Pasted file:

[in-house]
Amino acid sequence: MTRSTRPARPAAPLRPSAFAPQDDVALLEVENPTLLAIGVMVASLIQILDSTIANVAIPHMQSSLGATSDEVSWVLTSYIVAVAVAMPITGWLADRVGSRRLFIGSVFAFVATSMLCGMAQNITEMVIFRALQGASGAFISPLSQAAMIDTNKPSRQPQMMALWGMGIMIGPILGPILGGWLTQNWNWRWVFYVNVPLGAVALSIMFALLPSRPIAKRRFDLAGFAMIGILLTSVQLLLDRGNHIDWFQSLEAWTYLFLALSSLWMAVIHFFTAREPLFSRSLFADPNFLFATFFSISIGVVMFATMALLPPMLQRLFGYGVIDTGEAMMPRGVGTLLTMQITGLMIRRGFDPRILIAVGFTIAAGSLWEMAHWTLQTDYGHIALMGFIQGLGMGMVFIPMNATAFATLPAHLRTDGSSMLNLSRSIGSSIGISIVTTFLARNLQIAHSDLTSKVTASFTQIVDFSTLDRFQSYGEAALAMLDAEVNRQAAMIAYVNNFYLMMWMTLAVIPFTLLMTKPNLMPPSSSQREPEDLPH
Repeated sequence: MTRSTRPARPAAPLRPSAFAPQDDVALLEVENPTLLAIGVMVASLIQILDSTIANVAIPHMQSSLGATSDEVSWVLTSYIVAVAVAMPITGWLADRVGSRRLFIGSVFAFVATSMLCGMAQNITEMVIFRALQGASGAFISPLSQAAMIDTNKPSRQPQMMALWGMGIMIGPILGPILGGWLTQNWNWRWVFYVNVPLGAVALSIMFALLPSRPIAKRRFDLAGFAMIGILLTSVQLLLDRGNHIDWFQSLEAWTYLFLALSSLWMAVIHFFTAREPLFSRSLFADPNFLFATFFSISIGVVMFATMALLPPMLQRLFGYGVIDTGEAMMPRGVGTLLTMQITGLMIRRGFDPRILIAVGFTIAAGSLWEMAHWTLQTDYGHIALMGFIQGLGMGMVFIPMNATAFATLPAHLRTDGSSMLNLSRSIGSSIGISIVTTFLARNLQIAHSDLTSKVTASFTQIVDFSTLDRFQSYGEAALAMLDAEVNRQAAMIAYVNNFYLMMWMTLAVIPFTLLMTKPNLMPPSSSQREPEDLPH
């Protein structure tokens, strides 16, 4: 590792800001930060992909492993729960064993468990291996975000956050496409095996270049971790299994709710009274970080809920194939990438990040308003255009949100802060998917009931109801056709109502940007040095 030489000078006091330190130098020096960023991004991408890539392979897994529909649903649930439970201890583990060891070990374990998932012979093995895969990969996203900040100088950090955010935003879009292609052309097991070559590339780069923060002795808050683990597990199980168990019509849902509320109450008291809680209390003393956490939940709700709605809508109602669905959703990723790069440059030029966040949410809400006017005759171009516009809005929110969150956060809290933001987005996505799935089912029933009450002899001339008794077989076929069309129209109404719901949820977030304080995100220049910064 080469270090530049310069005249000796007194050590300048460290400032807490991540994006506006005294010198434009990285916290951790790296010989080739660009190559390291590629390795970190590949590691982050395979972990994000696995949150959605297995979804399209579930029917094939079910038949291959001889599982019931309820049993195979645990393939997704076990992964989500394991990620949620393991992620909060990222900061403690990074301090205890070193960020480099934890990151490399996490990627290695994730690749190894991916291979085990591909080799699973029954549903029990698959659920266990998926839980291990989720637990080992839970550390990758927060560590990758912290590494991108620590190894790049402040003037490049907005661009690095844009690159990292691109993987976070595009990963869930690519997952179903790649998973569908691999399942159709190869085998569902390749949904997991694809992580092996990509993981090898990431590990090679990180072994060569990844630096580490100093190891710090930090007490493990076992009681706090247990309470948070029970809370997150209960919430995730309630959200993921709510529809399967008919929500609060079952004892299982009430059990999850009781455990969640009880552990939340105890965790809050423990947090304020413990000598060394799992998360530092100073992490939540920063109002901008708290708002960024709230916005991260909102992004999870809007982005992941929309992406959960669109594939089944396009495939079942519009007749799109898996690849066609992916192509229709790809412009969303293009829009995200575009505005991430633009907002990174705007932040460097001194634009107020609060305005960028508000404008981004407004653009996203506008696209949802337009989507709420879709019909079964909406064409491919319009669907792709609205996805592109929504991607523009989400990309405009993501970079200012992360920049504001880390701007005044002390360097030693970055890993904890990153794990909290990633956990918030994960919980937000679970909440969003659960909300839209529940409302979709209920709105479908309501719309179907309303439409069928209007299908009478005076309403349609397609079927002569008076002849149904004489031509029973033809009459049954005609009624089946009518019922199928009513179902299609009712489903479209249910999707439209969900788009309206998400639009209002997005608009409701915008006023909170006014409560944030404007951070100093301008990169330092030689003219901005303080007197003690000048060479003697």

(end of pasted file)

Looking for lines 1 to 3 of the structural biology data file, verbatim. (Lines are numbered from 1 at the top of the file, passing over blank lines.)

[in-house]
Amino acid sequence: MTRSTRPARPAAPLRPSAFAPQDDVALLEVENPTLLAIGVMVASLIQILDSTIANVAIPHMQSSLGATSDEVSWVLTSYIVAVAVAMPITGWLADRVGSRRLFIGSVFAFVATSMLCGMAQNITEMVIFRALQGASGAFISPLSQAAMIDTNKPSRQPQMMALWGMGIMIGPILGPILGGWLTQNWNWRWVFYVNVPLGAVALSIMFALLPSRPIAKRRFDLAGFAMIGILLTSVQLLLDRGNHIDWFQSLEAWTYLFLALSSLWMAVIHFFTAREPLFSRSLFADPNFLFATFFSISIGVVMFATMALLPPMLQRLFGYGVIDTGEAMMPRGVGTLLTMQITGLMIRRGFDPRILIAVGFTIAAGSLWEMAHWTLQTDYGHIALMGFIQGLGMGMVFIPMNATAFATLPAHLRTDGSSMLNLSRSIGSSIGISIVTTFLARNLQIAHSDLTSKVTASFTQIVDFSTLDRFQSYGEAALAMLDAEVNRQAAMIAYVNNFYLMMWMTLAVIPFTLLMTKPNLMPPSSSQREPEDLPH
Repeated sequence: MTRSTRPARPAAPLRPSAFAPQDDVALLEVENPTLLAIGVMVASLIQILDSTIANVAIPHMQSSLGATSDEVSWVLTSYIVAVAVAMPITGWLADRVGSRRLFIGSVFAFVATSMLCGMAQNITEMVIFRALQGASGAFISPLSQAAMIDTNKPSRQPQMMALWGMGIMIGPILGPILGGWLTQNWNWRWVFYVNVPLGAVALSIMFALLPSRPIAKRRFDLAGFAMIGILLTSVQLLLDRGNHIDWFQSLEAWTYLFLALSSLWMAVIHFFTAREPLFSRSLFADPNFLFATFFSISIGVVMFATMALLPPMLQRLFGYGVIDTGEAMMPRGVGTLLTMQITGLMIRRGFDPRILIAVGFTIAAGSLWEMAHWTLQTDYGHIALMGFIQGLGMGMVFIPMNATAFATLPAHLRTDGSSMLNLSRSIGSSIGISIVTTFLARNLQIAHSDLTSKVTASFTQIVDFSTLDRFQSYGEAALAMLDAEVNRQAAMIAYVNNFYLMMWMTLAVIPFTLLMTKPNLMPPSSSQREPEDLPH